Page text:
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Since radicals already violate the octet rule, does it really matter where the extra lone electron is placed? for example in the Methyl radical, CH3, the extra electron is put on the carbon, but could it be placed on one of the hydrogens?
It does matter as different atoms are more electronegative than others and have different needs to become stable. In your example with CH3, H already has a bond thus giving it a full shell of electrons, making it improbable that it would have that radical. Carbon on the other hand is lacking a bond, as carbon normally has four binds but here has three, and thus it make some it logical to place the lone electron there.
An easy way to help figure out where the lone electron goes is to see which element will have a formal charge close to zero depending on the placement of the lone electron. For instance, in CH3, the lone electron would go on the C since the formal charge would be 0 as it is more favorable too. H can only have one bonding pair. Hope that helps!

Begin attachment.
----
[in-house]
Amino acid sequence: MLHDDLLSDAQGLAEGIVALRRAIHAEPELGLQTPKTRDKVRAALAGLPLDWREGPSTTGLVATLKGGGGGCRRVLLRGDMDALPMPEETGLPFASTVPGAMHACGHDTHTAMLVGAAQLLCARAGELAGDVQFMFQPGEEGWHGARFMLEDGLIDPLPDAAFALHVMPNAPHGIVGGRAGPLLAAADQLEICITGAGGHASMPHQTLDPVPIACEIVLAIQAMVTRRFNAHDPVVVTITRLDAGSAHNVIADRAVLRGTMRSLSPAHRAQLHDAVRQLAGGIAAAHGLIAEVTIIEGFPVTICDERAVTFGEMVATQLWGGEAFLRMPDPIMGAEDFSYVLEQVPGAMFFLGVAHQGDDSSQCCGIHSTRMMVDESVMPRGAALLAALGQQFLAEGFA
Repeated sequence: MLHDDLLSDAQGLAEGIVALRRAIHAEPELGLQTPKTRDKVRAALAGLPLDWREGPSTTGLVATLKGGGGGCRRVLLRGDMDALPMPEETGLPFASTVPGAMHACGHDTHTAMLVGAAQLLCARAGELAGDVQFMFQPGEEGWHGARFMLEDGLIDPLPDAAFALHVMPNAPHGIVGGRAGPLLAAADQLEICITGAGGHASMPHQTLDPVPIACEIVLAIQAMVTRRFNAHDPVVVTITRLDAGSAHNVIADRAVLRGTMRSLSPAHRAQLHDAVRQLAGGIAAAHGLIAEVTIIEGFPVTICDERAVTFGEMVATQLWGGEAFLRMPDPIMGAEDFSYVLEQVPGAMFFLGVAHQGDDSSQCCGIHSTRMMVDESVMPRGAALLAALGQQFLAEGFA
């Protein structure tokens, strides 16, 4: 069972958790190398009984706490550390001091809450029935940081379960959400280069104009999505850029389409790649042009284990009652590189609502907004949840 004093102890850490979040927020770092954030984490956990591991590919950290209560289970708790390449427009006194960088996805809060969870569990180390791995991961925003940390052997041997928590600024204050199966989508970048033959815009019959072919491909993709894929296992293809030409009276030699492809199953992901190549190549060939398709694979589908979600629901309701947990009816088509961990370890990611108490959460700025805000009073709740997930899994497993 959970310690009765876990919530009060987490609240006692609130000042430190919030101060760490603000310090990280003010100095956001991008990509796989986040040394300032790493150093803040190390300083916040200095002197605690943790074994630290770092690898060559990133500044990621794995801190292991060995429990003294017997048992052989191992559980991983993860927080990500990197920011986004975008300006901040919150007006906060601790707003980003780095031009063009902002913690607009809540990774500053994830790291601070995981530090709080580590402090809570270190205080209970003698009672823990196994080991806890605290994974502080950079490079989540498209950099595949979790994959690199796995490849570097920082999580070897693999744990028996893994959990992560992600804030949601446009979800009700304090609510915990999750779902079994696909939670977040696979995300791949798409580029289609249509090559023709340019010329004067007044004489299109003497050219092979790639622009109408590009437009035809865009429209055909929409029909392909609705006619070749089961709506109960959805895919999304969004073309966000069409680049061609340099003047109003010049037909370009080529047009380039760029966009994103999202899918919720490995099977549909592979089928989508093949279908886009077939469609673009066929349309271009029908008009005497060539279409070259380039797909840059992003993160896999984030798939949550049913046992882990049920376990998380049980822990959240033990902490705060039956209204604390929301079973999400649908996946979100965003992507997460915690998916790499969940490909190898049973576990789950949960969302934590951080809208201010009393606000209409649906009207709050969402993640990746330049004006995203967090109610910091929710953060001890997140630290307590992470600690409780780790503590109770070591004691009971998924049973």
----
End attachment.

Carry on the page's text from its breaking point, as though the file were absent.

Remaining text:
One useful thing to keep in mind is that hydrogen will almost never have the radical because its valence is already full when it is involved in a single bond. This goes along with the formal charge point that the others above have mentioned.
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